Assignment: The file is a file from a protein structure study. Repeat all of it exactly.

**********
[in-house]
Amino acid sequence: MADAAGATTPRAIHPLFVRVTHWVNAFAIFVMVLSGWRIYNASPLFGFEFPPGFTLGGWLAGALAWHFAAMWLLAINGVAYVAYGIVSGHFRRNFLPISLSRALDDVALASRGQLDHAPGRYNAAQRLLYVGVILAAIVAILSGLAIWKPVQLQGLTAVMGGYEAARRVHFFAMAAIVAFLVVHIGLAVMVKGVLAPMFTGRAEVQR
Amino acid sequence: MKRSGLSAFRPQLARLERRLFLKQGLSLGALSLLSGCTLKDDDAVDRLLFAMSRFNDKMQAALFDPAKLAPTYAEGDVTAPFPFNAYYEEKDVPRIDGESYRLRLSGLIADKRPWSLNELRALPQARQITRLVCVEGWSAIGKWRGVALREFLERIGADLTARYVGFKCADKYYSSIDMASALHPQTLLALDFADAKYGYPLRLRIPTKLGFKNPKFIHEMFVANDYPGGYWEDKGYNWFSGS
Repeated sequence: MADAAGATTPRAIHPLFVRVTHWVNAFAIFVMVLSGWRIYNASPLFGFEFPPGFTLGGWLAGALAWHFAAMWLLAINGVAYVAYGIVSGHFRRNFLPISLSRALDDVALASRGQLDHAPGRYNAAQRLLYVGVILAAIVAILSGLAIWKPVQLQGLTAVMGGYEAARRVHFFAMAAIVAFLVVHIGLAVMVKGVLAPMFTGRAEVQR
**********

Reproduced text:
[in-house]
Amino acid sequence: MADAAGATTPRAIHPLFVRVTHWVNAFAIFVMVLSGWRIYNASPLFGFEFPPGFTLGGWLAGALAWHFAAMWLLAINGVAYVAYGIVSGHFRRNFLPISLSRALDDVALASRGQLDHAPGRYNAAQRLLYVGVILAAIVAILSGLAIWKPVQLQGLTAVMGGYEAARRVHFFAMAAIVAFLVVHIGLAVMVKGVLAPMFTGRAEVQR
Amino acid sequence: MKRSGLSAFRPQLARLERRLFLKQGLSLGALSLLSGCTLKDDDAVDRLLFAMSRFNDKMQAALFDPAKLAPTYAEGDVTAPFPFNAYYEEKDVPRIDGESYRLRLSGLIADKRPWSLNELRALPQARQITRLVCVEGWSAIGKWRGVALREFLERIGADLTARYVGFKCADKYYSSIDMASALHPQTLLALDFADAKYGYPLRLRIPTKLGFKNPKFIHEMFVANDYPGGYWEDKGYNWFSGS
Repeated sequence: MADAAGATTPRAIHPLFVRVTHWVNAFAIFVMVLSGWRIYNASPLFGFEFPPGFTLGGWLAGALAWHFAAMWLLAINGVAYVAYGIVSGHFRRNFLPISLSRALDDVALASRGQLDHAPGRYNAAQRLLYVGVILAAIVAILSGLAIWKPVQLQGLTAVMGGYEAARRVHFFAMAAIVAFLVVHIGLAVMVKGVLAPMFTGRAEVQR